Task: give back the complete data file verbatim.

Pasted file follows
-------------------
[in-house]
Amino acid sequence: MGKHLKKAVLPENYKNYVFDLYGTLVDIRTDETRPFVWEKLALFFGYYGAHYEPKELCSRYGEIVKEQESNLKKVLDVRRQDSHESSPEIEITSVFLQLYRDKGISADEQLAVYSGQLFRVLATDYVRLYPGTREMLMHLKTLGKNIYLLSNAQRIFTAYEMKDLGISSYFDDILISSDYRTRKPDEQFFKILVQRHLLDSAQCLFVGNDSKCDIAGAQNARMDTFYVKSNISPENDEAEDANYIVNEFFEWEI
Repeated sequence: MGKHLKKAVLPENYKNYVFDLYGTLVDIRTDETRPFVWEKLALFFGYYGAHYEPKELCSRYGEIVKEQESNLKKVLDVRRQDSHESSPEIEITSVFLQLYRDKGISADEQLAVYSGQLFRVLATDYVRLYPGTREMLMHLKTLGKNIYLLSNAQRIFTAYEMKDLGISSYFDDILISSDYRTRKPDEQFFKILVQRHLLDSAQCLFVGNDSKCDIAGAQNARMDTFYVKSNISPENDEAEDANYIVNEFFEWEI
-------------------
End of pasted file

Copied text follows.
[in-house]
Amino acid sequence: MGKHLKKAVLPENYKNYVFDLYGTLVDIRTDETRPFVWEKLALFFGYYGAHYEPKELCSRYGEIVKEQESNLKKVLDVRRQDSHESSPEIEITSVFLQLYRDKGISADEQLAVYSGQLFRVLATDYVRLYPGTREMLMHLKTLGKNIYLLSNAQRIFTAYEMKDLGISSYFDDILISSDYRTRKPDEQFFKILVQRHLLDSAQCLFVGNDSKCDIAGAQNARMDTFYVKSNISPENDEAEDANYIVNEFFEWEI
Repeated sequence: MGKHLKKAVLPENYKNYVFDLYGTLVDIRTDETRPFVWEKLALFFGYYGAHYEPKELCSRYGEIVKEQESNLKKVLDVRRQDSHESSPEIEITSVFLQLYRDKGISADEQLAVYSGQLFRVLATDYVRLYPGTREMLMHLKTLGKNIYLLSNAQRIFTAYEMKDLGISSYFDDILISSDYRTRKPDEQFFKILVQRHLLDSAQCLFVGNDSKCDIAGAQNARMDTFYVKSNISPENDEAEDANYIVNEFFEWEI